By Daisy Luther
The Organic Prepper
Have you ever heard anyone utter some variation of one of these comments?
“I’m going to start prepping as soon as I can move.”
“I can’t prepare because I live in a tiny apartment.”
“Well, once we are able to get moved to our farm in two years I’ll start prepping hardcore.”
“I’m saving the money for moving instead of using it for preps.”
“There’s no point in prepping here because if the SHTF I’ll be dead.”
Maybe you didn’t overhear someone else saying it. Maybe you said it yourself. One of the most common excuses that people use for prepper procrastination is the unsuitability of where they currently live.
This is the kind of thinking that will get people killed.
Even if your situation is less than ideal, you have to get prepped.
While your current situation may be less than ideal, you have to remember that very few locations are actually perfect for prepping. Nearly anywhere you live will be subject to some type of extreme weather, be it crippling cold, blazing heat, drought, tornadoes, or hurricanes. Chemical spills can taint water supplies anywhere. Riots and civil unrest can occur outside of the big city.
The point is, to borrow an old saying, you just have to bloom where you’re planted.
There are many things you can do to create a viable preparedness plan wherever you happen to live. Apartment dwellers at the top of a city high rise, folks in the middle of the desert, those in a beachfront condo, and people in HOA-ruled suburban lots all have to examine their situations, figure out their pros and cons, and work towards resolving what they can. With some pre-planning, there is a lot you can overcome if you have the right mindset. I suspect there are just as many (and probably far more) preppers living in the ‘burbs than there are living in perfect rural locations, with a lake, 10 acres of cultivated farmland, and an off-grid house.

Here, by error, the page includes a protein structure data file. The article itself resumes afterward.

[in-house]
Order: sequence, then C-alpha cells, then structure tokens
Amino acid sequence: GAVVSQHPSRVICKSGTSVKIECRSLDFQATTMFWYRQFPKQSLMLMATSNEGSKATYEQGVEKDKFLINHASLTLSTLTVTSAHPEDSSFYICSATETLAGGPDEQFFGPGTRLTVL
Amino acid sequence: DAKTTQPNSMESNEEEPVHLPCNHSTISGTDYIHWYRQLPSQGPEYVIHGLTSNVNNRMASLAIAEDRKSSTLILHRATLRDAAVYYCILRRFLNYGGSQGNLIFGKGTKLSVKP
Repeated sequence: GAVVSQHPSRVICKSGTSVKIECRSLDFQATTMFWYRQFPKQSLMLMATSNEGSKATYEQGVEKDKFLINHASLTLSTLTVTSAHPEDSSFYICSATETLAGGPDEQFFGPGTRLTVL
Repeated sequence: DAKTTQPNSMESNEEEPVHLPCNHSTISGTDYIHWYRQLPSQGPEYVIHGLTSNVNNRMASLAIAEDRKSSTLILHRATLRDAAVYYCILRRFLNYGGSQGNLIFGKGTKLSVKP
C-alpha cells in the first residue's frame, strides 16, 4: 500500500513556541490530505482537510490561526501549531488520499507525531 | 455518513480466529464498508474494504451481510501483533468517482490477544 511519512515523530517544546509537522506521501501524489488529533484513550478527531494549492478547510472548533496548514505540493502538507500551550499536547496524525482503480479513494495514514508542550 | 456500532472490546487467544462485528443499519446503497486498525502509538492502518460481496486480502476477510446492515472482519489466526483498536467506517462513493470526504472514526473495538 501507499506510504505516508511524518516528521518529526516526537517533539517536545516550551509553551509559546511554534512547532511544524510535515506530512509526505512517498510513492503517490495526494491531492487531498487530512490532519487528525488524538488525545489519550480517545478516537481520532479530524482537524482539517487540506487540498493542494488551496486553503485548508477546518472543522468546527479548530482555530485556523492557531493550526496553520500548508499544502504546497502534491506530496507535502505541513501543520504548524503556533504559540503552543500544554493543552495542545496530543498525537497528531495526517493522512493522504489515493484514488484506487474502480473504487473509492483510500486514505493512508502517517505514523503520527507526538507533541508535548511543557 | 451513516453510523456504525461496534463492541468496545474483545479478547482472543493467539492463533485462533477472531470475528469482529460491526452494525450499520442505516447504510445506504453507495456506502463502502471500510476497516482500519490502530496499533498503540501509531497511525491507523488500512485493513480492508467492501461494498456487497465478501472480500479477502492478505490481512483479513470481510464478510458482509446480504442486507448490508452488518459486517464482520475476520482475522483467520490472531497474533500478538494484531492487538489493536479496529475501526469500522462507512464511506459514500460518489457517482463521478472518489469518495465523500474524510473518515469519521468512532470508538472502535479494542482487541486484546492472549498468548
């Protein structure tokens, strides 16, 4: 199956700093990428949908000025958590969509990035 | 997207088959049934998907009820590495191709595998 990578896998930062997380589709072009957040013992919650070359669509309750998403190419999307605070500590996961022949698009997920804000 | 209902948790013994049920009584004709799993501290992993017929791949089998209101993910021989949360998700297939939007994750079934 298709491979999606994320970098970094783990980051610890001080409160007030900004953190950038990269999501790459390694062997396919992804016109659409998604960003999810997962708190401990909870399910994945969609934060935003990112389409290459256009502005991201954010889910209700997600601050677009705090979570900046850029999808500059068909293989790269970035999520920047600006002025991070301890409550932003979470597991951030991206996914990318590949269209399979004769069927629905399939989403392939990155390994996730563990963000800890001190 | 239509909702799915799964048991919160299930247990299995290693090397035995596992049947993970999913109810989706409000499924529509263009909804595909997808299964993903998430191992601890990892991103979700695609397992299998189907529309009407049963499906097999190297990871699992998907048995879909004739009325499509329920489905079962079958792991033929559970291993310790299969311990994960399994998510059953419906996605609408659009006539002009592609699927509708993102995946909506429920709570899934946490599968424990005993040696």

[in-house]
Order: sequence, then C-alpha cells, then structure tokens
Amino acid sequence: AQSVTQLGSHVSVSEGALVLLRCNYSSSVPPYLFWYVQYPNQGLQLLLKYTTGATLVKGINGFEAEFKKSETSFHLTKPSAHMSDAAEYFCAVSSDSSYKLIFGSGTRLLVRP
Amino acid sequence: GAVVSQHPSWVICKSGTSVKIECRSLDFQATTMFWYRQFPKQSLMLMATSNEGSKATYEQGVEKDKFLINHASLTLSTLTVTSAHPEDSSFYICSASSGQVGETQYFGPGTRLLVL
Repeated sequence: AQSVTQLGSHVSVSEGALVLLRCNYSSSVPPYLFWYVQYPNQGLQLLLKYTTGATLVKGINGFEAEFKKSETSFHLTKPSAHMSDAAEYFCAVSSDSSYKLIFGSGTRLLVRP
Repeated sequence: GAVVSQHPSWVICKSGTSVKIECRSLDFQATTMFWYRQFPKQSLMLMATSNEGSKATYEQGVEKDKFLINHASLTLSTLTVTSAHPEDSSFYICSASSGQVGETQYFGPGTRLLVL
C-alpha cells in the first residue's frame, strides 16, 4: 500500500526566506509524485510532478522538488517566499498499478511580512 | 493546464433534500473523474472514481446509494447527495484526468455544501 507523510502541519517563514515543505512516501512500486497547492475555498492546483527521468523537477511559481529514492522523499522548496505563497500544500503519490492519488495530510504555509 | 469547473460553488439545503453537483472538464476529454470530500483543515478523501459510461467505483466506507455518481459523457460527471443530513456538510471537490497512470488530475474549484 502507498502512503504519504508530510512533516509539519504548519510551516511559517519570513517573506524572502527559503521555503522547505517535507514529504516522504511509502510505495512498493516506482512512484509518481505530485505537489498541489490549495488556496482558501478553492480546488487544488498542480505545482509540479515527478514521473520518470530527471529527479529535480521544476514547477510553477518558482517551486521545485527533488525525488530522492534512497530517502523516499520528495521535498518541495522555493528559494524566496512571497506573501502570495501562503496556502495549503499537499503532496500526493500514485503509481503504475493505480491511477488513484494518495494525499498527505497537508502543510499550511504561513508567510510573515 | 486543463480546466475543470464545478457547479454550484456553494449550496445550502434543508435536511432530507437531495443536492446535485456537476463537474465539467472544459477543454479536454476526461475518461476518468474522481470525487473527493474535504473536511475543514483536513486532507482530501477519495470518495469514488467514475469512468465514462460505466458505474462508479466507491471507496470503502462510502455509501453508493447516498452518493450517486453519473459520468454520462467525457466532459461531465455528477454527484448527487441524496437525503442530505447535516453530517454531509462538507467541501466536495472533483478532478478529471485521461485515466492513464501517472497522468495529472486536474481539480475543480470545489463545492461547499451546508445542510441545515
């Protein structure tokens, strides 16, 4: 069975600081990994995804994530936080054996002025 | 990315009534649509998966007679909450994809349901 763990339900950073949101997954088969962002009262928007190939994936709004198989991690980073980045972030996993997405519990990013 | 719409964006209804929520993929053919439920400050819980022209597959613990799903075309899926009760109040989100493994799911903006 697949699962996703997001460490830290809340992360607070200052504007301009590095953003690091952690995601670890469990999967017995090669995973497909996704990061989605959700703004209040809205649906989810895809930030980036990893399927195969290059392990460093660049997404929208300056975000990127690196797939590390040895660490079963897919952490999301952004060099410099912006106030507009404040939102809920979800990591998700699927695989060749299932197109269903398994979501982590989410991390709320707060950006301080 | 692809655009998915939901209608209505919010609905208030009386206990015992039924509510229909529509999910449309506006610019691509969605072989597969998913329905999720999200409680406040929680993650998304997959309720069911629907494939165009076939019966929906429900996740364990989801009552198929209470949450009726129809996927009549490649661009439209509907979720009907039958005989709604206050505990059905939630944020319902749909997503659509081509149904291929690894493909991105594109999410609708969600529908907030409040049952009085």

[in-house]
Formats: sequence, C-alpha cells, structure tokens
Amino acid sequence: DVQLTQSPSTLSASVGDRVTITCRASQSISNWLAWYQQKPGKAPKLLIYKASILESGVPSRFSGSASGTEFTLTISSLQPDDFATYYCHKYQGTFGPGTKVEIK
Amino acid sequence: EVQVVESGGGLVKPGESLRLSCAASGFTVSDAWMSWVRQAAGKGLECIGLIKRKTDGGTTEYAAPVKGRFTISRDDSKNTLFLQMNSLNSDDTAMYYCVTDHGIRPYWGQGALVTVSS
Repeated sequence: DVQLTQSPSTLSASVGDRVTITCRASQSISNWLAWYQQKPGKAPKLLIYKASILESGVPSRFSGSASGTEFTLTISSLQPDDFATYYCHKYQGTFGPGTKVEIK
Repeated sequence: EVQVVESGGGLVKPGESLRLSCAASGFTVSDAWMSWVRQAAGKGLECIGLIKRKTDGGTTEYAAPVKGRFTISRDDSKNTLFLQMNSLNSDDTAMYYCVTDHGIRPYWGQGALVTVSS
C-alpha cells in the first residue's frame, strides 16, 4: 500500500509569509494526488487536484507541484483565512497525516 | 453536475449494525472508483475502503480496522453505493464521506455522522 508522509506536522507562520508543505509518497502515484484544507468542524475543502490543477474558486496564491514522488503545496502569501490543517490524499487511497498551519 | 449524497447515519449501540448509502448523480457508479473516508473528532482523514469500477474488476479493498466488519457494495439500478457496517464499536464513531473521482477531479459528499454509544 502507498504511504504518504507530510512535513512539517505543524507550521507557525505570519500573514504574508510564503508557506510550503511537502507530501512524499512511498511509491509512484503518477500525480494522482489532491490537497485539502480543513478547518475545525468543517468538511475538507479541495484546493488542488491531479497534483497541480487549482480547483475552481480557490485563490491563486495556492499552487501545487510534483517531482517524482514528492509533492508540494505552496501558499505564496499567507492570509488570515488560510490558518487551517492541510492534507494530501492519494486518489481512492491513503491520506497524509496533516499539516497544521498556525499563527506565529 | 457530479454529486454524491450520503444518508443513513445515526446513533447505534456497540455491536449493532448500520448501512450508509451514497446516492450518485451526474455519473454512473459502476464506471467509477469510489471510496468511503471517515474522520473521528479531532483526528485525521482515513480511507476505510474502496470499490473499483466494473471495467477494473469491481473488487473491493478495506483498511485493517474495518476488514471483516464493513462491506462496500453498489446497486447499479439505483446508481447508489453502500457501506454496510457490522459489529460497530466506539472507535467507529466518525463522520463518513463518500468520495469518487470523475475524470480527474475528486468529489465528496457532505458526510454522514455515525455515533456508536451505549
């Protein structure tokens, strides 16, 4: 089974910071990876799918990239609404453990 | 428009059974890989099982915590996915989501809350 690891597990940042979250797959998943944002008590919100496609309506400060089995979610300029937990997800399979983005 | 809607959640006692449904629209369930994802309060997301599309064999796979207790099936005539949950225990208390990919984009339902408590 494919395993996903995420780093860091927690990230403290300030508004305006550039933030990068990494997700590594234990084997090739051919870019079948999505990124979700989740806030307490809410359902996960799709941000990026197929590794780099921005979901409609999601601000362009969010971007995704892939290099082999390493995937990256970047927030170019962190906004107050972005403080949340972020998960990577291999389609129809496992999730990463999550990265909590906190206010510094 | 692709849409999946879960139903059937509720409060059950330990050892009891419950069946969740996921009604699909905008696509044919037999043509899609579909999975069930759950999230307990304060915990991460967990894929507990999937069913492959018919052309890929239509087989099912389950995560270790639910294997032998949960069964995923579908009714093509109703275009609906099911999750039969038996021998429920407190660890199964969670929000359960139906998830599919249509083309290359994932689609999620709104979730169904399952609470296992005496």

Stop waiting until you move to the perfect location. Make preparations for the situation you have, not the situation you want. (Don’t know what to do? Check out this step-by-step guide.)
Moving isn’t always an option.
One of the most ridiculous quasi-solutions you will hear is this one: “Oh, you should just move.”
Preparedness forums are rife with this off the cuff advice from people who haven’t thought it through. And if you’re one of the people giving that so-called advice, you need to consider how completely impractical this is.
There is no “just” when it relates to packing up everything you own; abandoning job, family, and friends; and relocating like money is no object.
“Just” picking up and moving isn’t that easy. People have obligations and ties that some Joe-Blow on the internet shouting out advice can’t even begin to understand. Some in the prepping community have a complete disconnect with the realities of everyday people. There are reasons like:
- Not enough money to leave
- A good job (increasingly hard to come by these days)
- Family members in the area that you don’t want to abandon
- No work opportunities where you want to go
- Custody orders that require you to remain in a certain area